For a more self-consciously resistant program, we might turn to the University of Detroit Mercy, where I am the current director of Electronic Critique, or E-crit (www.e-crit.com). Students in this Liberal Arts program are educated in research and design strategies that can be used to resist corporate illusions of transparency, and to dissect cultural artifacts-even iMac computers-in order to reveal the networks of social power that they conceal. Resistance, for students of E-crit, might be as simple as stressing the importance of learning HTML code before using a graphical Web page editor. But the program of resistance goes much deeper than this, as is evident in the philosophy of the program’s founder, Professor Hugh Culik. Professor Culik developed the program out of a need for unrelenting skepticism about technology in the Liberal Arts. This metacritical stance is so rigorous that it borders on paranoia; when Culik found the university’s computing policies unacceptable, he led Liberal Arts students in the set-up and maintenance of their own Web server. It is this type of hands-on problem solving and critical vigilance that led to the creation of the program in Electronic Critique. Students of E-crit are encouraged to apply their deconstructive methodologies in the creation of “real-world” projects designed to solve real problems, and to draw the students’ communities into programs of resistance.
The reason for deploying a Liberal Arts program against the political forces behind technology development and marketing is well articulated by Professor Culik in the program’s initial proposal document: “With our tradition of critique, we can articulate the nature of these new forces, de-mystify their assumptions, and then deploy them as adjuncts for the committed critical thinking that extend our mission into the real world”.14 Students of Electronic Critique demystify corporate marketing tactics, and apply their knowledge of such tactics in the creation of software and Web projects that encourage others to resist the temptation of feigned transparency. In other words, it would not be unusual for an e-crit student to use iMac design strategies in the creation of a Web site that ironically demystifies such strategies.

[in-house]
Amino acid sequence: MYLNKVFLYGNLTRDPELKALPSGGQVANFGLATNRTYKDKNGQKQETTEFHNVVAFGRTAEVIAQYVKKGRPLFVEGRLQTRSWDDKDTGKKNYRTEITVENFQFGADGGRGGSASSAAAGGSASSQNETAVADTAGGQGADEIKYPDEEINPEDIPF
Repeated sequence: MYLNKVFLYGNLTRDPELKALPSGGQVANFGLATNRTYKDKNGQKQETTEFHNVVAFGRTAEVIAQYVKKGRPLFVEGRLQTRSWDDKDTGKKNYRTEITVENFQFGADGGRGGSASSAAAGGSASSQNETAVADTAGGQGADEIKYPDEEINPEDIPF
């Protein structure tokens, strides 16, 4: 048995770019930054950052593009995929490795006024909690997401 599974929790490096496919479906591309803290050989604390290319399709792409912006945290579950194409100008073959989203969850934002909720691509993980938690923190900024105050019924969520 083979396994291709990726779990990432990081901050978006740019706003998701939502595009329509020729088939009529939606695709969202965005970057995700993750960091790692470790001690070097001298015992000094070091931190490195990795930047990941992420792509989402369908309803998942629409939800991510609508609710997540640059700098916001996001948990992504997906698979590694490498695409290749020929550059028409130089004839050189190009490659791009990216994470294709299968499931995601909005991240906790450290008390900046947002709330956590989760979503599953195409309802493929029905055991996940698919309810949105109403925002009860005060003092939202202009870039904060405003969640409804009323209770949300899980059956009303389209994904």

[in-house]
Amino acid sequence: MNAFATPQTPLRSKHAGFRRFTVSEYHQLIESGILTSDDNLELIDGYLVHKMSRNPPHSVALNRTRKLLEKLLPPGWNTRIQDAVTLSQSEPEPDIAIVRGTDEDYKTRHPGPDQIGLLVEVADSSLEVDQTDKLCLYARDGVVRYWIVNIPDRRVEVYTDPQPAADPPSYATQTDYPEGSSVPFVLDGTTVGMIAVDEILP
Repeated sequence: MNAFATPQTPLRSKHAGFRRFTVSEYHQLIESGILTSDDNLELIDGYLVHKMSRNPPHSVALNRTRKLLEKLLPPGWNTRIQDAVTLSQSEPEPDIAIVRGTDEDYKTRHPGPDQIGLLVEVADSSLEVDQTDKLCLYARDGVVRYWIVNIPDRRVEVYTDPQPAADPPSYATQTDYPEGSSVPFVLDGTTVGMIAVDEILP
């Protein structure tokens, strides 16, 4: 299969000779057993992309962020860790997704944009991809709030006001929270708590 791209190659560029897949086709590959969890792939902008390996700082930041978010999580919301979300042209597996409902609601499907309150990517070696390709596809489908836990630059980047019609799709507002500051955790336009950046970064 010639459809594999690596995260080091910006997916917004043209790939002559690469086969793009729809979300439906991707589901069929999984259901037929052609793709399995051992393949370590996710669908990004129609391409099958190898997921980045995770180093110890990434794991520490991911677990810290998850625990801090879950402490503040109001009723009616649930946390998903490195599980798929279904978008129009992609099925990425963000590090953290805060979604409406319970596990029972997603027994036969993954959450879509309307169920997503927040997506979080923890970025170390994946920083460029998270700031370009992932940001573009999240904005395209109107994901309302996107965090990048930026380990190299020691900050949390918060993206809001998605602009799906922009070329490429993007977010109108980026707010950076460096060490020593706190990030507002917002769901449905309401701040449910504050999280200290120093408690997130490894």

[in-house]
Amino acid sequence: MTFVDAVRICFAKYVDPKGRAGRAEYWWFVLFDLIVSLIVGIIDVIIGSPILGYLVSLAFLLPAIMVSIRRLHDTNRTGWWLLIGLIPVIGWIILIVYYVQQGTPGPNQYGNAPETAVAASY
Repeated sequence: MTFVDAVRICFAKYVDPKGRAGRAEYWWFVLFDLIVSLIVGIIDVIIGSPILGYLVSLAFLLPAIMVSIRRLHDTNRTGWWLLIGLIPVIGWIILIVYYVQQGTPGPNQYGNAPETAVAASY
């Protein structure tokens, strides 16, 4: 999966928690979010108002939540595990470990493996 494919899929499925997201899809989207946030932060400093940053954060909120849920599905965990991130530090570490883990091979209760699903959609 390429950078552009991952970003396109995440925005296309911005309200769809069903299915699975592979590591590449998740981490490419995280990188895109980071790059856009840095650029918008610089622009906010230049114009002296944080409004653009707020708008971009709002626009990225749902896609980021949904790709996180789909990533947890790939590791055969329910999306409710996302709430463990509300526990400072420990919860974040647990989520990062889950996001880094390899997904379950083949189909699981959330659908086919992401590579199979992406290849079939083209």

Call this a postmodern methodology of irony if you will, but we might say the same about the most successful advertising campaigns that assail us on television, in magazines, and on the Web on a daily basis. It is time to put those powerful communicative strategies into the hands of social-minded individuals. What if it were possible to teach critical thinking skills as effectively as advertisers educate us in their product lines? This objective might be far-fetched, but what I am calling for here is a widespread program of resistance that fights fire with fire; a program that, for example, demystifies the tactics of persuasion and deception that circulate on the computer fashion scene.
1. Huhtamo, Erkki. “Encapsulated Bodies in Motion: Simulators and the Quest for Total Immersion.” Critical Issues in Electronic Media. Ed. Simon Penney. Albany: SUNY Press, 1995, p.171.
2.In Picture Theory, W.J.T. Mitchell defines the hypericon as “a kind of summary image [that] … encapsulates an entire episteme, a theory of knowledge” (Chicago: Chicago UP, 1994, p.49). I have extended the meaning of the term here and in other essays to include not only self-referential pictures (metapictures), but any artifacts produced in and for a visual culture, a culture that, in Mitchell’s terms, has undergone a Pictorial Turn. The goal of this methodology is to mobilize the hypericon as a tool for generating, organizing, and disseminating knowledge about cultural processes and systems of power.
3. Jay Bolter, Remediation: Understanding New Media, Boston: MIT Press, 2000, p.23-24.
4. It could be posited that the entire Microsoft antitrust case is rooted in Microsoft’s attempt to make the Windows interface more transparent by turning it into a portal for the Web.
5. The illusion of a transparent representation is, of course, central to the poststructuralist understanding of writing, which, in the words of Gayatri Spivak “is always impure and, as such, challenges the notion of identity, and ultimately the notion of the origin as ‘simple’. It is neither entirely present nor absent, but is the trace resulting from its own erasure in the drive towards transparency” ( “Translator’s Preface,” Jacques Derrida, Of Grammatology, Baltimore and London: Johns Hopkins UP, 1976, p.xvi). In short, there is no such thing as transparent communication, not even in computer-mediated communication. Graphical user interfaces reveal traces of the culture and industry that created them. On the most superficial level, program icons present us with graphical cultural biases. More substantially, the iMac’s translucent shell presents us with the entire industry’s strategy of false transparency, which leads us to believe that we are in control while in truth our freedom is being compromised.
6. Friedrich Kittler, “There Is No Software,” Literature, media, information systems: essays, Amsterdam: G+B Arts, 1997, p.150.
7. Kittler, 156.
8. Matthew Griffin and Susanne Herrmann. “Technologies of Writing: Interview with Friedrich A. Kittler. New Literary History 27.4 (1996): 731-742, p.740.
9. Griffin, p.731.
10. Kittler, p.162.
11. Kittler, p.162.
12. Lisa Guernsey, “Nebraska Students Get a Look at the Innards of the Internet,” New York Times, 5 August, 1999, natl. ed., D7.
13. Guernsey, 7.
14. Culik, Hugh, “Proposal for the Institute for the Study of Electronic Culture,” Detroit: 1999.